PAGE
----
Finger pointing rules in reports over Ruta 1856

Wednesday was finger-pointing day at the legislature.

Three separate reports came from a commission that investigated the troubled Ruta 1856 along the Río San Juan in northern Costa Rica.

The road was put in to provide transport for police to counter any effort by Nicaragua soldiers to further invade the country. But the job is a mess and there are complaints that the work only served to provide tons of silt into the adjacent river.

The road was built under a decree of emergency. Contractors subsequently have been removed from the site and the work progresses under government employees.

The Comisión de Ingreso y Gasto Público studied the case and it is from this body that three reports came forth Wednesday. Opposition party members called for the firing of top government officials. The ruling Partido Liberación Nacional put the blame on the Consejo Nacional de Vialidad, the road agency, as did most every other player.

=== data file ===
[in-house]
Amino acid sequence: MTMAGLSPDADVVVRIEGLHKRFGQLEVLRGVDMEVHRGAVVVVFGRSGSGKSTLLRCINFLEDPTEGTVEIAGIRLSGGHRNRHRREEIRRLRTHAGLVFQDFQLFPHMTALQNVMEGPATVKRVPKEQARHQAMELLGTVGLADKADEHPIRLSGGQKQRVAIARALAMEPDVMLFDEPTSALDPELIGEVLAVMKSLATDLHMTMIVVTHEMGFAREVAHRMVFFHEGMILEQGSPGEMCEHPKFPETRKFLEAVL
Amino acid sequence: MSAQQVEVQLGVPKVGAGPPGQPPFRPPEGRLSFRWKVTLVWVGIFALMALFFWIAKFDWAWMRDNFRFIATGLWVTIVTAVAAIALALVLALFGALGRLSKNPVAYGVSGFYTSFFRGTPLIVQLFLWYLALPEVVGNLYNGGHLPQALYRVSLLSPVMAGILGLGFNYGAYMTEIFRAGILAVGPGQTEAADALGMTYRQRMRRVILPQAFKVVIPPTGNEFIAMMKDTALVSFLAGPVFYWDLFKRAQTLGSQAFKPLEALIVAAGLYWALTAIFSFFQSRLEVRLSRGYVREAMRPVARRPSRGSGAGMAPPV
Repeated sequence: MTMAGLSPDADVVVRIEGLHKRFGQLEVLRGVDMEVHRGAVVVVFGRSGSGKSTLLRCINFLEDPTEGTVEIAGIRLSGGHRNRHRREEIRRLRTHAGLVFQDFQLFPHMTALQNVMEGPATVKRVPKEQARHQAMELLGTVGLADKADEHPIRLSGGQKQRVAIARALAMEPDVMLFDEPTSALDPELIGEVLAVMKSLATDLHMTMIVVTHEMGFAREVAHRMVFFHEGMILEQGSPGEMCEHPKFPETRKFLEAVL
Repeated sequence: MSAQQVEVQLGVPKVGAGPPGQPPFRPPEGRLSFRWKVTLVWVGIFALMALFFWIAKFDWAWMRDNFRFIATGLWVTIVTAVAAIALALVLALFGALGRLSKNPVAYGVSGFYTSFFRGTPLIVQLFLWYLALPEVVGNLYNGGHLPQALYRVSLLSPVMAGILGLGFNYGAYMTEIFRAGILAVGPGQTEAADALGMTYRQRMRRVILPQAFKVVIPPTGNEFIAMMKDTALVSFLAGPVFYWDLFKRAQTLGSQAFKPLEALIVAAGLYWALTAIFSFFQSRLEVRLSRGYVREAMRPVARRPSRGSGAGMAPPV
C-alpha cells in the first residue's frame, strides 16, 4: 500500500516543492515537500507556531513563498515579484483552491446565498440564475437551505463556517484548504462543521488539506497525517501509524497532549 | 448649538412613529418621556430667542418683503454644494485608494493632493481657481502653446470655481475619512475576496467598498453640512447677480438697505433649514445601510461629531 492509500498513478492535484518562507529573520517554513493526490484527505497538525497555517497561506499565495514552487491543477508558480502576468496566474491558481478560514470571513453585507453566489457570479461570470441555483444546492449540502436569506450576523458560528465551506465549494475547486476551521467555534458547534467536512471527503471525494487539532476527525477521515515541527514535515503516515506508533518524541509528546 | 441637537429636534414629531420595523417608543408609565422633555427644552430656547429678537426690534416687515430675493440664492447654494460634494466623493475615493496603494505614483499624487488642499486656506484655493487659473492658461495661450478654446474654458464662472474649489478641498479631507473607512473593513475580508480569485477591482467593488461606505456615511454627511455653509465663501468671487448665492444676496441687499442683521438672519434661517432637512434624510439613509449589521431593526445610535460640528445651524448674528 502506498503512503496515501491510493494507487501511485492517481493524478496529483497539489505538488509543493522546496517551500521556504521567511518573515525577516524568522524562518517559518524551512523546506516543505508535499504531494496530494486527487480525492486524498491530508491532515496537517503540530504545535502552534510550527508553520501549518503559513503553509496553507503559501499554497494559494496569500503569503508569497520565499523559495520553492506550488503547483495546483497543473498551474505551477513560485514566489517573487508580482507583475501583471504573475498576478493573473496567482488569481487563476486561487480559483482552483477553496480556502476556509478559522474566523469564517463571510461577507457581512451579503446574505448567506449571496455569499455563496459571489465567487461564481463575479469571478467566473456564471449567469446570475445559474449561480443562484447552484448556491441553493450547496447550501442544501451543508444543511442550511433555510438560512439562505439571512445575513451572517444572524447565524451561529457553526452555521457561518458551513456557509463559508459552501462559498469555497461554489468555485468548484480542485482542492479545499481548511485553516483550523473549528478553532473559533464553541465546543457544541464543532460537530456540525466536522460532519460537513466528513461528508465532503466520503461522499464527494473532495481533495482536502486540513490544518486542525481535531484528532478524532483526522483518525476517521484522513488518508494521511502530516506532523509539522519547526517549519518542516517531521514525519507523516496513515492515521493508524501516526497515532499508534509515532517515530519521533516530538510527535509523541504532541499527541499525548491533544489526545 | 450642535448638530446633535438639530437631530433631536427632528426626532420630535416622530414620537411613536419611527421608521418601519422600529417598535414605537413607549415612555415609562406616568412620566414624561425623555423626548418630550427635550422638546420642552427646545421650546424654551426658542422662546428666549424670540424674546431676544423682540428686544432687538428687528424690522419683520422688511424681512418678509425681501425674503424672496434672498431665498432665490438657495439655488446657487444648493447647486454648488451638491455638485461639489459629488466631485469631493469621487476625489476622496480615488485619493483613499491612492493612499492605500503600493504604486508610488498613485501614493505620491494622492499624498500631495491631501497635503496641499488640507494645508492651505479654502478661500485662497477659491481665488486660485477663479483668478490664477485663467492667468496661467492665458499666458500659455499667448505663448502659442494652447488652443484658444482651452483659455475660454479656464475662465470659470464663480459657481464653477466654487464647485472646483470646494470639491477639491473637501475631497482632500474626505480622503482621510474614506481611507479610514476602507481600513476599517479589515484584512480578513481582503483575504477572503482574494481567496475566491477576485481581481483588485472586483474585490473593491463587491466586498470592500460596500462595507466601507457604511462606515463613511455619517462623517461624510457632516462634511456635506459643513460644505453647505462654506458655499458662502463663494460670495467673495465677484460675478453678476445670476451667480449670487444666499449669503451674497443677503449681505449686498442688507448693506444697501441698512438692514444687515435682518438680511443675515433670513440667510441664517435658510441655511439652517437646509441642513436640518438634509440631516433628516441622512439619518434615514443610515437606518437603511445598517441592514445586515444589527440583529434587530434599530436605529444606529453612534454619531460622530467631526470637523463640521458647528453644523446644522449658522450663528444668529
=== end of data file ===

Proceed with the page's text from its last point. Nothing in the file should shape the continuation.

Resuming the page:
The Comisión Nacional de Prevención de Riesgos y Atención de Emergencias issued another statement saying it had nothing to do with the job.

Various low-level rod inspectors have been identified as targets of investigation. And it will be prosecutors and not lawmakers who have the final say on who did what and when.

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